VM: How was it working with the cast? Malin, Sarah and Michael?

MIKA: It was great! For me, the best part of it is working with the actors. I didn’t know Malin before. She had done only one film before mine but when I saw that little film, I felt she could be the queen. When I went to Stockholm to meet her, I had my doubts that she knew anything about Kristina. It turned out that Malin’s mother and grandmother were big Kristina fans so she had grown up hearing stories about her. So, she knew the part well. Of course Michael Nyqvist and Sarah Gadon were great cast.

VM: Looking at your history of films, you have made a number of films with Brazil. How hard is it to live and make films in Brazil?

MIKA: Well, I live in Bahia, Brazil and I have been in the country close to 35 years. The films I make outside of Brazil, I finance outside. Inside of Brazil I have only made some documentaries, but I am working on a fiction project now will be a Brazilian film but normally I film in Europe.

VM: What is your next project?

MIKA: I am working on a few projects right now because you never know which one will green light. I have a project in Finland, one here in Brazil, one in Germany and one in US. So, I am waiting to see what’s going to get the finances first.

VM: Can you say something about the Finnish film industry?

MIKA: Finland is very small but now that Finnish people want to watch Finnish films, so theses films are in now. I think we have the highest rate in Europe of people watching their own films; our language is so special. When you do a Finnish speaking film it’s very difficult for it to travel outside of festivals. A mainstream film in Finland is called an art-house film outside of Finland because of the language.

VM: Well, now you’re shooting your films in multiple languages. Your film is stunning so I hope you have a lot of success internationally!

MIKA: Thank you!

Interview and intro by Vanessa McMahon; posted December 9, 2015

 

The film had a limited theatrical release in Los Angeles, San Francisco and has now been released internationally by Wolfe Video on DVD and VOD. 

Directed and Produced by: Mika Kaurismäki Written by: Michel Marc Bouchard Principal Cast: Malin Buska, Sarah Gadon, Michael Nyqvist, Lucas Bryant, Laura Birn, HIppolyte Girardot, Peter Lohmeyer, François Arnaud, Patrick Bauchah, Martina Gedeck

Best Actress Award - Malin Buska, 2015 Montreal Film Festival; Audience Award, 2015 Montreal Film Festival

ABOUT THE DIRECTOR: Finnish born, Brazilian-based filmmaker Mika Kaurismäki burst onto the international art house scene in 1980 with his debut feature The Liar. It marked the beginning of the cinema of the Kaurismäki brothers and started a new era in Finnish cinema. Since then he has made over 30 international feature films and documentaries across many genres and language, including Zombie and the Ghost Train (1991), Three Wise Men (2008) and Road North (2012), and the recent Finnish comedy Homecoming (2015). He has worked with a variety of top European and American talent, including Julie Delpy, Johnny Depp, Robert Davi, Jürgen Prochnow and Henry Thomas. Kaurismäki, together with his acclaimed filmmaker brother Aki, founded the production company Villealfa Filmproductions, a haven for creative filmmaking in Europe.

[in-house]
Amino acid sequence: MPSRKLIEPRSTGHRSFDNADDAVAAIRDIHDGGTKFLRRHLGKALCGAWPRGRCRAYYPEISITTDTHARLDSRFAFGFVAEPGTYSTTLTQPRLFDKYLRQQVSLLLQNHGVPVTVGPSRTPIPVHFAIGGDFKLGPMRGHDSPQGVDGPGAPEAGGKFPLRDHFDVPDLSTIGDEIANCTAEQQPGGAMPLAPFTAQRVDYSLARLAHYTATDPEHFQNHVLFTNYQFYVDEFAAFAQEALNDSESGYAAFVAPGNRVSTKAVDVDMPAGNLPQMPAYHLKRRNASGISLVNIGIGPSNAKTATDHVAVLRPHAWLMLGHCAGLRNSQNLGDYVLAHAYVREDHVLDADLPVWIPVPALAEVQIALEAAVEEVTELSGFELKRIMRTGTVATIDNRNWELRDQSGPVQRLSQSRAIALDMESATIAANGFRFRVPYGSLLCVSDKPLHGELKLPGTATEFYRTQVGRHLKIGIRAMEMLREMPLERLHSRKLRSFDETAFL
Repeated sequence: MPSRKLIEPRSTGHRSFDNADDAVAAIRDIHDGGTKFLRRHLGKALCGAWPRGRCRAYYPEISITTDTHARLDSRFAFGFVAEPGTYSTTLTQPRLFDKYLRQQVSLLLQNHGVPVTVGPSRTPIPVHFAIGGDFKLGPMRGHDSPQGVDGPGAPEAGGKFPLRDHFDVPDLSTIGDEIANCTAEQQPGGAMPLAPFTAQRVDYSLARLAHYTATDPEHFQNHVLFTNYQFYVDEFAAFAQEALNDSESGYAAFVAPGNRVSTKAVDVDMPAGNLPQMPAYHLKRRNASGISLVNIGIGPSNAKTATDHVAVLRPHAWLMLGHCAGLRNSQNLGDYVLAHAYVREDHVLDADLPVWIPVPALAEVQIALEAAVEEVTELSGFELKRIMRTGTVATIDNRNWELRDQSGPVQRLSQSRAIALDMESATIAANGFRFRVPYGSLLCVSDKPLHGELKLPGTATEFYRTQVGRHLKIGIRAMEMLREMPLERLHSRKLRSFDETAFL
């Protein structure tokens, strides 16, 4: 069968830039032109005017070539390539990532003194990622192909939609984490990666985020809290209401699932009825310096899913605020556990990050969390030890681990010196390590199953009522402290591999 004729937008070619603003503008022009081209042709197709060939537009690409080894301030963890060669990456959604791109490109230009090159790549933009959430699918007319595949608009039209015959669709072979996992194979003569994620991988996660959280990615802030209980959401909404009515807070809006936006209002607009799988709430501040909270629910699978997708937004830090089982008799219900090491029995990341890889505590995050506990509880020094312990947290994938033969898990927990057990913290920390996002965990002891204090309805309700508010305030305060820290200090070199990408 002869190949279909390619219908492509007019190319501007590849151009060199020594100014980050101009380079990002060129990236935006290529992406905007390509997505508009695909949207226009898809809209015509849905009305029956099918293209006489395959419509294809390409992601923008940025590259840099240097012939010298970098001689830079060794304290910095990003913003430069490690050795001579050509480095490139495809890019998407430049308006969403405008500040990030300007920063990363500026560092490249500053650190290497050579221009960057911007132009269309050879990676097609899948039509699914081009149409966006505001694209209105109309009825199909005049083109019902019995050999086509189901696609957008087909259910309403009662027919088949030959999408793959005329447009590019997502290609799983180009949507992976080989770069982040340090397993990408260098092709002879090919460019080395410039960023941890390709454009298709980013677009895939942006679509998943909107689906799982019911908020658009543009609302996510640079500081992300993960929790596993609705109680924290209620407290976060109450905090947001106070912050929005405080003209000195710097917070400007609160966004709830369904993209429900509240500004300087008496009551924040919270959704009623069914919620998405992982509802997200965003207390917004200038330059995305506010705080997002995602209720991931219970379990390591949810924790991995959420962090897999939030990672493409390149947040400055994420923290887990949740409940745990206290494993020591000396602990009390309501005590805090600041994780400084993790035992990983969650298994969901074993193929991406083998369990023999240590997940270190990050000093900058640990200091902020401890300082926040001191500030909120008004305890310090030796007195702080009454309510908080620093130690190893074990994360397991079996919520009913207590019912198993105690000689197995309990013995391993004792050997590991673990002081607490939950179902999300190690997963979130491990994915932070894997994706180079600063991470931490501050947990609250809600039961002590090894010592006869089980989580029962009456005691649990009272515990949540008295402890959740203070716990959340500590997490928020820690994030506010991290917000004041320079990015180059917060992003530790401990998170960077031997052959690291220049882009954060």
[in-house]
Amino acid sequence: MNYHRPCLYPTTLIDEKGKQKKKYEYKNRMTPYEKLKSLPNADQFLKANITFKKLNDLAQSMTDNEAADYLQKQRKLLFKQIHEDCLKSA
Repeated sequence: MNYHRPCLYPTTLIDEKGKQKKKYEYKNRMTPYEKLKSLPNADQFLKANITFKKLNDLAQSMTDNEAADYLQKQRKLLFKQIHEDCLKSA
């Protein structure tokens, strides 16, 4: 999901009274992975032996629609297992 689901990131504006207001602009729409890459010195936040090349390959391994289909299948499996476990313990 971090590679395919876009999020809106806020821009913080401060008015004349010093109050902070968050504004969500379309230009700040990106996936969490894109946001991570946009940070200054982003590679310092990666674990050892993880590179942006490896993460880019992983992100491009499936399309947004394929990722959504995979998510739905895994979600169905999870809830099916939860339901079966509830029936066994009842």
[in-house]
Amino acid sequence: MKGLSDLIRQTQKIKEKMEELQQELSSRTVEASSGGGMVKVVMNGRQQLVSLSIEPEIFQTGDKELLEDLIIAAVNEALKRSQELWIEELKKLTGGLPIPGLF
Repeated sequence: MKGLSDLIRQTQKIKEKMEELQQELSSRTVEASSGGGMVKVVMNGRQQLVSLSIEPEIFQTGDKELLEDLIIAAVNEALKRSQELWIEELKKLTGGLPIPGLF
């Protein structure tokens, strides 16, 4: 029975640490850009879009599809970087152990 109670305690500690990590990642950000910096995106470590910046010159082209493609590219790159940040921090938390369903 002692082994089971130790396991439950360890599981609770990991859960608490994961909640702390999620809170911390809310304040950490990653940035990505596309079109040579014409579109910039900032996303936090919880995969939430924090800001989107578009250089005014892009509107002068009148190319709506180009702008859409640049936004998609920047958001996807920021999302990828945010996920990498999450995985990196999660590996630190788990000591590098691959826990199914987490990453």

SYNOPSIS: This 17th-century drama recounts the life of Sweden's Queen Kristina, an enigmatic, flamboyant, and unpredictable woman centuries ahead of her time who ascended the throne at age six, was raised as a prince, and strived to bring peace and education to her country-while pursuing an illicit romance with her female royal attendant. Growing up as a tomboy with a strong intellectual appetite, young Kristina (an electric Malin Buska) finds herself thrown into a political frenzy as a teenager. Saddled with the Thirty Years War between Protestants and Catholics, Kristina steers her country away from the conservatives while privately grappling with her own sexual awakening, inthe form of Countess Ebba Sparre (the radiant Sarah Gadon), her lovely lady-in-waiting. Her quest to understand love runs parallel with her quest to understand humanity and the violent and restrictive forces conspiring against her. Torn between the conflict of political and personal aspirations, Kristina chooses to make one of the most controversial decisions in history.

ABOUT WOLFE VIDEO: Founded in 1985 and now celebrating 30 years as the largest exclusive distributor of lesbian, gay, bi and transgender (LGBT) films, Wolfe's release slate includes some of the most popular LGBT films of 2015, including the Swiss Oscar and Golden Globes submission The Circle; the gorgeous lesbian romantic drama by renowned Venezuelan director Fina Torres, Liz in September; and the epic international production by Finland's Mika Kaurasmäki, The Girl King. In 2016, Wolfe's releases will include the Thai Oscar submission How To Win at Checkers (Every Time). Wolfe's library of beloved modern classics includes such acclaimed hits as Cloudburst, Undertow, Desert Hearts and Big Eden. Wolfe's complete motion picture library can be found at WolfeVideo.com as well as at national retailers such as Netflix, Amazon and VOD destinations such as Comcast, Time Warner, Hulu, iTunes and WolfeOnDemand.com. Find more info online at http://www.wolfevideo.com.